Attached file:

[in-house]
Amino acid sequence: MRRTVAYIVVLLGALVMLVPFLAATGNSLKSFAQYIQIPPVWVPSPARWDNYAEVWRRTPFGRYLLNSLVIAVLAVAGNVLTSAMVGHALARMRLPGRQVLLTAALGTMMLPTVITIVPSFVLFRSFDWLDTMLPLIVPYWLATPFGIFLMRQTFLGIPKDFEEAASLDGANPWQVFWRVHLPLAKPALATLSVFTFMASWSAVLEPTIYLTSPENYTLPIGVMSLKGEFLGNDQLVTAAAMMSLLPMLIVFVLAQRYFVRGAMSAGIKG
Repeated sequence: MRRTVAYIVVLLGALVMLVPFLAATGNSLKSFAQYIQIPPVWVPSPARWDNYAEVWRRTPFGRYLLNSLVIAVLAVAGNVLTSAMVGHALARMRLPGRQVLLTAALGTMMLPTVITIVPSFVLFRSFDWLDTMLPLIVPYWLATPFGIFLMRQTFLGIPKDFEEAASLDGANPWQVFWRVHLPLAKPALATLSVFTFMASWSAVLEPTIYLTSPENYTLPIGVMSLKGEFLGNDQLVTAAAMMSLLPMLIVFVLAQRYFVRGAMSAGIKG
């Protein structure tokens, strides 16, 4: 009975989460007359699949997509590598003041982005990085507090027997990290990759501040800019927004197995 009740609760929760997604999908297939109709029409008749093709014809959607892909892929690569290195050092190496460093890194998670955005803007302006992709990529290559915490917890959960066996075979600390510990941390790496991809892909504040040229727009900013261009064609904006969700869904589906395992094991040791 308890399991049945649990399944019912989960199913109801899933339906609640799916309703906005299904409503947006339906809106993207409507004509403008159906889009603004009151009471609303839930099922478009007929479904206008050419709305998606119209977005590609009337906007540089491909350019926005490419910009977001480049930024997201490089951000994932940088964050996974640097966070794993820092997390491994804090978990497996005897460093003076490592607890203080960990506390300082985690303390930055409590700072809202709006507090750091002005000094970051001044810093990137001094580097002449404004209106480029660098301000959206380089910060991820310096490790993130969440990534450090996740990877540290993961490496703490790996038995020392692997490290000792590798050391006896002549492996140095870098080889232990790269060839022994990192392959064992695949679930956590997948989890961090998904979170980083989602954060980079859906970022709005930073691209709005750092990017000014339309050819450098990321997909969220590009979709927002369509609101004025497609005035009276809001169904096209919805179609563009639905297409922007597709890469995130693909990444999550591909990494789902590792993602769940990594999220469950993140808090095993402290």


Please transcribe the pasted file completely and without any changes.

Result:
[in-house]
Amino acid sequence: MRRTVAYIVVLLGALVMLVPFLAATGNSLKSFAQYIQIPPVWVPSPARWDNYAEVWRRTPFGRYLLNSLVIAVLAVAGNVLTSAMVGHALARMRLPGRQVLLTAALGTMMLPTVITIVPSFVLFRSFDWLDTMLPLIVPYWLATPFGIFLMRQTFLGIPKDFEEAASLDGANPWQVFWRVHLPLAKPALATLSVFTFMASWSAVLEPTIYLTSPENYTLPIGVMSLKGEFLGNDQLVTAAAMMSLLPMLIVFVLAQRYFVRGAMSAGIKG
Repeated sequence: MRRTVAYIVVLLGALVMLVPFLAATGNSLKSFAQYIQIPPVWVPSPARWDNYAEVWRRTPFGRYLLNSLVIAVLAVAGNVLTSAMVGHALARMRLPGRQVLLTAALGTMMLPTVITIVPSFVLFRSFDWLDTMLPLIVPYWLATPFGIFLMRQTFLGIPKDFEEAASLDGANPWQVFWRVHLPLAKPALATLSVFTFMASWSAVLEPTIYLTSPENYTLPIGVMSLKGEFLGNDQLVTAAAMMSLLPMLIVFVLAQRYFVRGAMSAGIKG
């Protein structure tokens, strides 16, 4: 009975989460007359699949997509590598003041982005990085507090027997990290990759501040800019927004197995 009740609760929760997604999908297939109709029409008749093709014809959607892909892929690569290195050092190496460093890194998670955005803007302006992709990529290559915490917890959960066996075979600390510990941390790496991809892909504040040229727009900013261009064609904006969700869904589906395992094991040791 308890399991049945649990399944019912989960199913109801899933339906609640799916309703906005299904409503947006339906809106993207409507004509403008159906889009603004009151009471609303839930099922478009007929479904206008050419709305998606119209977005590609009337906007540089491909350019926005490419910009977001480049930024997201490089951000994932940088964050996974640097966070794993820092997390491994804090978990497996005897460093003076490592607890203080960990506390300082985690303390930055409590700072809202709006507090750091002005000094970051001044810093990137001094580097002449404004209106480029660098301000959206380089910060991820310096490790993130969440990534450090996740990877540290993961490496703490790996038995020392692997490290000792590798050391006896002549492996140095870098080889232990790269060839022994990192392959064992695949679930956590997948989890961090998904979170980083989602954060980079859906970022709005930073691209709005750092990017000014339309050819450098990321997909969220590009979709927002369509609101004025497609005035009276809001169904096209919805179609563009639905297409922007597709890469995130693909990444999550591909990494789902590792993602769940990594999220469950993140808090095993402290």